In occasionally checking in on the proceedings of the Judicial & Bar Council today – only occasionally, because their search for a suitable “shortlist” of Chief Justice candidates is as cringe-inducing as watching a novice HR assistant stammer through his batch of first interviews (“So, um, where do you see yourself in five years?”) – I’ve noticed that the prospect of Justice Secretary Leila de Lima becoming the next Chief Justice of the Supreme Court has provoked more than a little angst amongst the habitués of the local social media.
And from a certain perspective, that is entirely understandable. Leila de Lima is not what one would ordinarily consider “Supreme Court material.” She has not only demonstrated an utter contempt for anyone else’s rule of law, she’s proudly confirmed that as her view. In mindlessly serving as President BS Aquino’s attack dog her legal work has been sloppy. She’s a “gun hobbyist” like her boss, which I personally think puts her only a step or two above somebody like, say, Pol Pot or Vlad the Impaler on the scale of being creepy and dangerous. And perhaps most disturbing is the realization that the poor human rights reputation of the country might be directly related to having an unprincipled thug in a clammy ungulate suit serve as the head of the Commission on Human Rights for a couple years. No, this is not someone who projects the air of Solomonic judicial statesmanship that we imagine the occupants of the highest court in the land should have.
But there is another way to look at this, and from a practical perspective it would be eminently better for everyone – except maybe de Lima herself – to make her the next Chief Justice, to “kick her upstairs,” so to speak. Consider the difference in influence she has as the sole head of the Justice Department, answerable only to a supervisor who is not as smart as she is, to what she would have as the leader by title only in a group of 15 alpha legal personalities at the pinnacle of their careers. The argument that she is “Noynoy’s pet” is irrelevant; the JBC will always choose three prospective candidates palatable to the incumbent President no matter who holds the office, because that is the design of the system. I hate to break this to you, folks, but the next Chief Justice will be favorable to El Presidente Aquino – so why not take the worst of the lot, remove her from the position in which she has absolute power to oppress and persecute anyone her leader chooses, and put her in a position where if she wants to do that she’s going to have to at least have the cooperation of a handful of others, who have their own ideas about “loyalty” and their “personal legacies.”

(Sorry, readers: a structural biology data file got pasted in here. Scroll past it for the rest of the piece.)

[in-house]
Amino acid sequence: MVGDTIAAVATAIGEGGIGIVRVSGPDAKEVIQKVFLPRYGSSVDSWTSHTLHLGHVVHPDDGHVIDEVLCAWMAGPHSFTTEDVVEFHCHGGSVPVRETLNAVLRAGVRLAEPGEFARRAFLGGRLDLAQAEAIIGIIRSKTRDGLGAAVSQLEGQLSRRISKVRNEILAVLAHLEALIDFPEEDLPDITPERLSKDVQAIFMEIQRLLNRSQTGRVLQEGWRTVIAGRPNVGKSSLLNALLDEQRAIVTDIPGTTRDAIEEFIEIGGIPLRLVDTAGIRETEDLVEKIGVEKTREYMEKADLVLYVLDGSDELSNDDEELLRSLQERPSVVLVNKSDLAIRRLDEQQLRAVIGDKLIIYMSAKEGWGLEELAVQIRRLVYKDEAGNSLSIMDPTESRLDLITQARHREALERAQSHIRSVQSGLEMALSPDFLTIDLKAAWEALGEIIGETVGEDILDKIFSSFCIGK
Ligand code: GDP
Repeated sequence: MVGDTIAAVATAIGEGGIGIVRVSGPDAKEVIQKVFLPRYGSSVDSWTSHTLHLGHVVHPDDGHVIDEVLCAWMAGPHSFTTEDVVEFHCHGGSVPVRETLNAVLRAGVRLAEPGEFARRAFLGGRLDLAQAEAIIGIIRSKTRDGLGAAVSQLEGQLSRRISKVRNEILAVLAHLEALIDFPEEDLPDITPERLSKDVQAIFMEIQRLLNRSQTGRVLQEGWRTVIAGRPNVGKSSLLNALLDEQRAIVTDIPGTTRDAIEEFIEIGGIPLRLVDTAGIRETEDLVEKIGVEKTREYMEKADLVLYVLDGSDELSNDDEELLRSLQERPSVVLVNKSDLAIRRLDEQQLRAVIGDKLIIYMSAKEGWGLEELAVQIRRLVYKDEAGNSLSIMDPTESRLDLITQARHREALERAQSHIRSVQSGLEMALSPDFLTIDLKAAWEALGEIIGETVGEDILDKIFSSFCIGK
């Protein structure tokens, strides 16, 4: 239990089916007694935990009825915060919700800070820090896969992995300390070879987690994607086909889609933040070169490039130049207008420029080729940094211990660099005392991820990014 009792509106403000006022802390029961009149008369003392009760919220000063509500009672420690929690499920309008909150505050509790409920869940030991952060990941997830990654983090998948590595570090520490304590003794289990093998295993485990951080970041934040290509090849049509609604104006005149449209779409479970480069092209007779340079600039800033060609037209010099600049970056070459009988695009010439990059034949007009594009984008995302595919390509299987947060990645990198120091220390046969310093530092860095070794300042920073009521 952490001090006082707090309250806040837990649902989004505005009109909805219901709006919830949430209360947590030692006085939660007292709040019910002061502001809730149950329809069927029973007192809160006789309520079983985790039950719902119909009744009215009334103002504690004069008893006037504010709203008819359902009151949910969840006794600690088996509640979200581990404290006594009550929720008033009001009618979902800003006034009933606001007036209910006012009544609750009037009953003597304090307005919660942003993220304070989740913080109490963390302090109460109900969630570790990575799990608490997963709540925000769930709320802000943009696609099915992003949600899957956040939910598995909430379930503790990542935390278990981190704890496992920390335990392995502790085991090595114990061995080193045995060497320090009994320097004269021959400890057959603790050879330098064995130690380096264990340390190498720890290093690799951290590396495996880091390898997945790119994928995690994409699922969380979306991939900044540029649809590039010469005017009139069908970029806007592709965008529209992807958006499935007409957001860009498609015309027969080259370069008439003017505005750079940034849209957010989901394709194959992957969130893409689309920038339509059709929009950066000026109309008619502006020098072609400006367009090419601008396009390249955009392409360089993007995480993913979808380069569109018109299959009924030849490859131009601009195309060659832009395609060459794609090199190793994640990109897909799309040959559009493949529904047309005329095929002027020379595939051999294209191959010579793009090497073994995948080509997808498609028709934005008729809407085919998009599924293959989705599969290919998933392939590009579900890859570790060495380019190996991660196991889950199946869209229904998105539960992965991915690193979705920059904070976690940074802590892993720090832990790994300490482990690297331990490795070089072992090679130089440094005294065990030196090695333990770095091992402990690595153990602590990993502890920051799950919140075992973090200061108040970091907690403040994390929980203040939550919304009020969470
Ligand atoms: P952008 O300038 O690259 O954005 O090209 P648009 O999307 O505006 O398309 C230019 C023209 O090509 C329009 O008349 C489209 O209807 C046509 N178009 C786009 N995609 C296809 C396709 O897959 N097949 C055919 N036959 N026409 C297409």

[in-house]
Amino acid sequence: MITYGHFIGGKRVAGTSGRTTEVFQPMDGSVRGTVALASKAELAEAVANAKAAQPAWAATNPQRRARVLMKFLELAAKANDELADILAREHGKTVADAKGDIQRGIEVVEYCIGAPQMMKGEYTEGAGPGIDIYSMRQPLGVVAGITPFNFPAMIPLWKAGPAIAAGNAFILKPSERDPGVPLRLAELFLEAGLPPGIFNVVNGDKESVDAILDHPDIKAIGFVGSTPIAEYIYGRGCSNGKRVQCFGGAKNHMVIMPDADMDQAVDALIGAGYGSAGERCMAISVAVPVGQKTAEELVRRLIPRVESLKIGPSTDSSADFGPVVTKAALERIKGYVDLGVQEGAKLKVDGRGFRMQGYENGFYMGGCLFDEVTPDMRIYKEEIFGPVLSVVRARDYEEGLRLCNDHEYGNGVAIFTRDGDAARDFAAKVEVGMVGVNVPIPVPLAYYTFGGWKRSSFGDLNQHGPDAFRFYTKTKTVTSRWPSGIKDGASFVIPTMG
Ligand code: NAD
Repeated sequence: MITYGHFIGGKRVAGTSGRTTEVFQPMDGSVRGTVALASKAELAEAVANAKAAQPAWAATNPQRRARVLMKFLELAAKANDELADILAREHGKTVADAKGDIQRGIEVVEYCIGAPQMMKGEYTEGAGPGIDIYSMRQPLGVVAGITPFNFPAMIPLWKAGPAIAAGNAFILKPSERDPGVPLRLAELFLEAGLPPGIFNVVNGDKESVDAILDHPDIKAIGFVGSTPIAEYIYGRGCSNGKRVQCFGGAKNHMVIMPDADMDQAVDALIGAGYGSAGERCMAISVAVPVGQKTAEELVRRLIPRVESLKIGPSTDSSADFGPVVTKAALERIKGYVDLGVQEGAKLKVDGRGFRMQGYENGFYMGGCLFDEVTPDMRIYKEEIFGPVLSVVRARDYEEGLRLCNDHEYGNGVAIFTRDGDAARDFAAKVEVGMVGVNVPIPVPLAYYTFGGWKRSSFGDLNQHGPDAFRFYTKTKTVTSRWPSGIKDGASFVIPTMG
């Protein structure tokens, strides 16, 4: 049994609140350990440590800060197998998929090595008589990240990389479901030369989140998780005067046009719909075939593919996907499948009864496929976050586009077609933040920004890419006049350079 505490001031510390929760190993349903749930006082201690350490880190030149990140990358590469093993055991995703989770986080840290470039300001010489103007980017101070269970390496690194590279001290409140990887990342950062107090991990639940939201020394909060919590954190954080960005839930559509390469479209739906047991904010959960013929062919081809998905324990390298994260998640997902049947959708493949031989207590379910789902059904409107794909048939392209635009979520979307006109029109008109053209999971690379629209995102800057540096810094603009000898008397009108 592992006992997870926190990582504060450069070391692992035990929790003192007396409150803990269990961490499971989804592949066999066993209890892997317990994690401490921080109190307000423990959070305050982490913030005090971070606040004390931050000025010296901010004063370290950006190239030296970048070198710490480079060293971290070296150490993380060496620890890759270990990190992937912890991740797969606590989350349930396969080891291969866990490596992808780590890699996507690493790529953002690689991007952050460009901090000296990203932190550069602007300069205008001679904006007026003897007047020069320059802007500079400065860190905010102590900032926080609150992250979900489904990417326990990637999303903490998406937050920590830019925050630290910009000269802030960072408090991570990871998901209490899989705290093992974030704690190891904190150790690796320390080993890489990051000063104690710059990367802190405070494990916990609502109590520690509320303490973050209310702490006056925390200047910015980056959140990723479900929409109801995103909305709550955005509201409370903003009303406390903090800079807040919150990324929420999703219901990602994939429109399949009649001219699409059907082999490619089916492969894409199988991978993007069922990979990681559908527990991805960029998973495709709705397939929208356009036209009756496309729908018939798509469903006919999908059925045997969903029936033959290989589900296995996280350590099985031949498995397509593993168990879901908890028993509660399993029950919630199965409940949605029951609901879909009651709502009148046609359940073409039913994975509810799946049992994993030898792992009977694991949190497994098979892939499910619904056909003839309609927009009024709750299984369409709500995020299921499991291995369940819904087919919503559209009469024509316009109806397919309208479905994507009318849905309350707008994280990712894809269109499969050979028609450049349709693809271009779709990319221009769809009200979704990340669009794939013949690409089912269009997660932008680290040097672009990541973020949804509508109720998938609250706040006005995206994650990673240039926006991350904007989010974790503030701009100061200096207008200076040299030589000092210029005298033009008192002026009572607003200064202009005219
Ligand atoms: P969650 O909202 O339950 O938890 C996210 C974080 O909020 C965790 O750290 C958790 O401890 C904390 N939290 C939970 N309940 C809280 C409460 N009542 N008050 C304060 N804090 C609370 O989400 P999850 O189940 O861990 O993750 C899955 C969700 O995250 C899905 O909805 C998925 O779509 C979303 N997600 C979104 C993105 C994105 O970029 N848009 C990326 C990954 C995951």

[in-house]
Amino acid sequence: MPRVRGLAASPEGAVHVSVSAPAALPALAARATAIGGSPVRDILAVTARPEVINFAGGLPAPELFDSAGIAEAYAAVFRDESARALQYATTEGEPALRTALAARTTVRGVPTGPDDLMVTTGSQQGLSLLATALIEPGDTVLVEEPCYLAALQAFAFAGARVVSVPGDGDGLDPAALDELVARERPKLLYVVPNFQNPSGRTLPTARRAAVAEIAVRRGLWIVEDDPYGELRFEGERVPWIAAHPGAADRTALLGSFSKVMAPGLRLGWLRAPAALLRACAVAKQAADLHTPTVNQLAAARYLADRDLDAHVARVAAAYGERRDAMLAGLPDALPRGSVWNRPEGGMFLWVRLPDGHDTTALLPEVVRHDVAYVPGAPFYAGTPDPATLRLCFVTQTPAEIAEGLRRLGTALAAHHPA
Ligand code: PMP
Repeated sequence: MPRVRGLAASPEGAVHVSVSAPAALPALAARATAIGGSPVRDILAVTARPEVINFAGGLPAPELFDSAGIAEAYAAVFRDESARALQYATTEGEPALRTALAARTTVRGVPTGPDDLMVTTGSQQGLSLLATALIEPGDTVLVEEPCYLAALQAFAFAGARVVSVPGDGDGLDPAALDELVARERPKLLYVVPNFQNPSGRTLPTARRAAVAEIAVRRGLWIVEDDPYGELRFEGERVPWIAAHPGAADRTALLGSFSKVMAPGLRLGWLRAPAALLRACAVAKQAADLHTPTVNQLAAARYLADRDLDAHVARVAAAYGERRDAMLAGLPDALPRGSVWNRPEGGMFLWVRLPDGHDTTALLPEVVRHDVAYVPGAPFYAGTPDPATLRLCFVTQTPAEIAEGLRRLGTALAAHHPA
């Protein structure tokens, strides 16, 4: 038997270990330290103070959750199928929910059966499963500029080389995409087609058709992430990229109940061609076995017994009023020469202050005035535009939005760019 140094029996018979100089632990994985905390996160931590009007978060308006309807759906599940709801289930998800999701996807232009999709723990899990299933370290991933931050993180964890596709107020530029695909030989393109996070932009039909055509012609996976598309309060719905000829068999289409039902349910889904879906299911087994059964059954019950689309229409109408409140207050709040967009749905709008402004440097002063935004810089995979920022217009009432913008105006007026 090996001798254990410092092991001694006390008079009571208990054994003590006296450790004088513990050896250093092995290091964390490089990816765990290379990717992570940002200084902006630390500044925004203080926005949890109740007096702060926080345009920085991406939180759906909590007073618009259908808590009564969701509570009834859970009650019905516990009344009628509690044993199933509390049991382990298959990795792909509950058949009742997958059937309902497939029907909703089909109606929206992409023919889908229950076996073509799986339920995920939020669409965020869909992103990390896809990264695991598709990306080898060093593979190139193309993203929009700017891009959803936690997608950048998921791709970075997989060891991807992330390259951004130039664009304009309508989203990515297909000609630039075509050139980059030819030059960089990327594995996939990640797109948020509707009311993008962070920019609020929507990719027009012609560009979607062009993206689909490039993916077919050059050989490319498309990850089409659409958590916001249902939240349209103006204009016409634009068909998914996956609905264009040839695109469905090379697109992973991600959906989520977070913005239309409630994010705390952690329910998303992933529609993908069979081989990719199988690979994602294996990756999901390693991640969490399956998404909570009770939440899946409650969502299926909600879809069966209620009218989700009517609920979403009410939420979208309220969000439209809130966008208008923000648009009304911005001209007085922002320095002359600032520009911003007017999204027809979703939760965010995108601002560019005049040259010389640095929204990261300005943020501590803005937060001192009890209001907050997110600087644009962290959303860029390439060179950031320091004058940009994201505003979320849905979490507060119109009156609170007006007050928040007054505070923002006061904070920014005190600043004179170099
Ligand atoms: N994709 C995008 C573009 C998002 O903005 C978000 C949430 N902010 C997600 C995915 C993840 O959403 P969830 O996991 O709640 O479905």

And here is something else to consider. As Justice Secretary, de Lima can only be reined in or removed by one man, who happens to be this guy:
As Chief Justice, however, she will be subject to impeachment. No way that would ever happen during the rest of Aquino’s term, of course, but de Lima, who turns 53 next month, would be Chief Justice until 2029. That’s a long time to outlast her benefactor – two entire presidential terms longer, in fact, and a few months into a third, not to mention five changeovers in Congress. There is a pretty good chance that there will be some politicians come to office in the next 17 years who will not have pursuing an ambiguous grudge against Gloria Macapagal-Arroyo as their sole objective, in which case Leila de Lima will quite possibly feel a little uncomfortably exposed.
But if de Lima is Chief Justice, Noynoy’s family will get to keep Hacienda Luisita or be awarded their exorbitant payoff demand! So what? That is a small-picture issue. I agree that it should not happen, but on the other hand, that’s a matter the country should have addressed when Aquino v1.0 pulled a fast one in favor of her own clan 25 years ago. If the Cojuangcos keep HLI, they’ll run it into the ground and lose it anyway, eventually; the place hasn’t turned a profit in over a decade. And if they get their payoff, well, that sucks, but that’s also the end of it. Move on to things that affect the whole country, not just a single family and a few thousand people in one dusty province.
Circumstances being what they are, there is virtually no chance the evidently flummoxed JBC will produce three good candidates for Chief Justice, let alone that N/A will actually select one. That being the case, solving a different serious problem by selecting a bad candidate makes a lot of sense.